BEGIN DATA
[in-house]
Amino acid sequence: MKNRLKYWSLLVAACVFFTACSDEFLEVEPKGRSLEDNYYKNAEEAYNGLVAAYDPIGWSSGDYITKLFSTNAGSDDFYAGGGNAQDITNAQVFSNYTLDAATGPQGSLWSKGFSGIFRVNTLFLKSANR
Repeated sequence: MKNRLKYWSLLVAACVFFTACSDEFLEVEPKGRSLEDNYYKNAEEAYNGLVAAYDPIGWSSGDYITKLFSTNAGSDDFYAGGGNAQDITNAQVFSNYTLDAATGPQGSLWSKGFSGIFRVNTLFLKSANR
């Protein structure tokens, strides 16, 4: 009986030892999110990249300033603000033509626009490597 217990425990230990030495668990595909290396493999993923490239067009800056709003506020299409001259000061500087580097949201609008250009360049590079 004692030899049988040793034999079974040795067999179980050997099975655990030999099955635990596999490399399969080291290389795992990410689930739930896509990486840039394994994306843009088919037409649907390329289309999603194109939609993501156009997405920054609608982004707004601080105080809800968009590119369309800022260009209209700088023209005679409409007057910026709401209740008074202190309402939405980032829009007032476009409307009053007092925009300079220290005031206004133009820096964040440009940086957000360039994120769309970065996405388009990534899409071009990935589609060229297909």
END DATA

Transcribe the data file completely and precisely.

[in-house]
Amino acid sequence: MKNRLKYWSLLVAACVFFTACSDEFLEVEPKGRSLEDNYYKNAEEAYNGLVAAYDPIGWSSGDYITKLFSTNAGSDDFYAGGGNAQDITNAQVFSNYTLDAATGPQGSLWSKGFSGIFRVNTLFLKSANR
Repeated sequence: MKNRLKYWSLLVAACVFFTACSDEFLEVEPKGRSLEDNYYKNAEEAYNGLVAAYDPIGWSSGDYITKLFSTNAGSDDFYAGGGNAQDITNAQVFSNYTLDAATGPQGSLWSKGFSGIFRVNTLFLKSANR
């Protein structure tokens, strides 16, 4: 009986030892999110990249300033603000033509626009490597 217990425990230990030495668990595909290396493999993923490239067009800056709003506020299409001259000061500087580097949201609008250009360049590079 004692030899049988040793034999079974040795067999179980050997099975655990030999099955635990596999490399399969080291290389795992990410689930739930896509990486840039394994994306843009088919037409649907390329289309999603194109939609993501156009997405920054609608982004707004601080105080809800968009590119369309800022260009209209700088023209005679409409007057910026709401209740008074202190309402939405980032829009007032476009409307009053007092925009300079220290005031206004133009820096964040440009940086957000360039994120769309970065996405388009990534899409071009990935589609060229297909």